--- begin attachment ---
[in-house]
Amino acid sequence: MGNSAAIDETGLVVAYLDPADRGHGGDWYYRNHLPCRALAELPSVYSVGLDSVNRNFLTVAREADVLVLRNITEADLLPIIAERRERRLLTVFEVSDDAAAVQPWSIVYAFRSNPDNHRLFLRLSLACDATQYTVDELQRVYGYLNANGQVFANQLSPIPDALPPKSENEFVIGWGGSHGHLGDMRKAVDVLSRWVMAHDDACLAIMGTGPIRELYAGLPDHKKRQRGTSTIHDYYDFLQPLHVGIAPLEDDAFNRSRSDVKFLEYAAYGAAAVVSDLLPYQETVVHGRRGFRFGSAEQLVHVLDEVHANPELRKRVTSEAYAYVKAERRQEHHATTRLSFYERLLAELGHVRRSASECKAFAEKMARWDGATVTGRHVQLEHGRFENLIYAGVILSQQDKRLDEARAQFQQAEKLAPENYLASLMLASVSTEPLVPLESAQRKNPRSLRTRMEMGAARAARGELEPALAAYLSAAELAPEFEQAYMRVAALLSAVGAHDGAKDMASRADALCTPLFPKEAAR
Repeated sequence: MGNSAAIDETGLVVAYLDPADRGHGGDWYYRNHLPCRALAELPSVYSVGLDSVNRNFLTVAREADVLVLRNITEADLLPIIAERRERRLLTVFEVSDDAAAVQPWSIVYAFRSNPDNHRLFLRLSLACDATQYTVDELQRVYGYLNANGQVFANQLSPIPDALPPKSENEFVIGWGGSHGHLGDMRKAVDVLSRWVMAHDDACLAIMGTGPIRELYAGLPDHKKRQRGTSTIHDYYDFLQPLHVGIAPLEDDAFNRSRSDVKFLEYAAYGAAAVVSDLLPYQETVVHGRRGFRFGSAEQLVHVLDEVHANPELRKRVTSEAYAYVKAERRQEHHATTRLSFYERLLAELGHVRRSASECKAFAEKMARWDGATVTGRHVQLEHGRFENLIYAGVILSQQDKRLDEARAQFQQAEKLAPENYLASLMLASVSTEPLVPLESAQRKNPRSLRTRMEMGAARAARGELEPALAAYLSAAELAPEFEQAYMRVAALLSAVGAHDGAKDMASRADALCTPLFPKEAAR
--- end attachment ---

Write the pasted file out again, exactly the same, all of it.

[in-house]
Amino acid sequence: MGNSAAIDETGLVVAYLDPADRGHGGDWYYRNHLPCRALAELPSVYSVGLDSVNRNFLTVAREADVLVLRNITEADLLPIIAERRERRLLTVFEVSDDAAAVQPWSIVYAFRSNPDNHRLFLRLSLACDATQYTVDELQRVYGYLNANGQVFANQLSPIPDALPPKSENEFVIGWGGSHGHLGDMRKAVDVLSRWVMAHDDACLAIMGTGPIRELYAGLPDHKKRQRGTSTIHDYYDFLQPLHVGIAPLEDDAFNRSRSDVKFLEYAAYGAAAVVSDLLPYQETVVHGRRGFRFGSAEQLVHVLDEVHANPELRKRVTSEAYAYVKAERRQEHHATTRLSFYERLLAELGHVRRSASECKAFAEKMARWDGATVTGRHVQLEHGRFENLIYAGVILSQQDKRLDEARAQFQQAEKLAPENYLASLMLASVSTEPLVPLESAQRKNPRSLRTRMEMGAARAARGELEPALAAYLSAAELAPEFEQAYMRVAALLSAVGAHDGAKDMASRADALCTPLFPKEAAR
Repeated sequence: MGNSAAIDETGLVVAYLDPADRGHGGDWYYRNHLPCRALAELPSVYSVGLDSVNRNFLTVAREADVLVLRNITEADLLPIIAERRERRLLTVFEVSDDAAAVQPWSIVYAFRSNPDNHRLFLRLSLACDATQYTVDELQRVYGYLNANGQVFANQLSPIPDALPPKSENEFVIGWGGSHGHLGDMRKAVDVLSRWVMAHDDACLAIMGTGPIRELYAGLPDHKKRQRGTSTIHDYYDFLQPLHVGIAPLEDDAFNRSRSDVKFLEYAAYGAAAVVSDLLPYQETVVHGRRGFRFGSAEQLVHVLDEVHANPELRKRVTSEAYAYVKAERRQEHHATTRLSFYERLLAELGHVRRSASECKAFAEKMARWDGATVTGRHVQLEHGRFENLIYAGVILSQQDKRLDEARAQFQQAEKLAPENYLASLMLASVSTEPLVPLESAQRKNPRSLRTRMEMGAARAARGELEPALAAYLSAAELAPEFEQAYMRVAALLSAVGAHDGAKDMASRADALCTPLFPKEAAR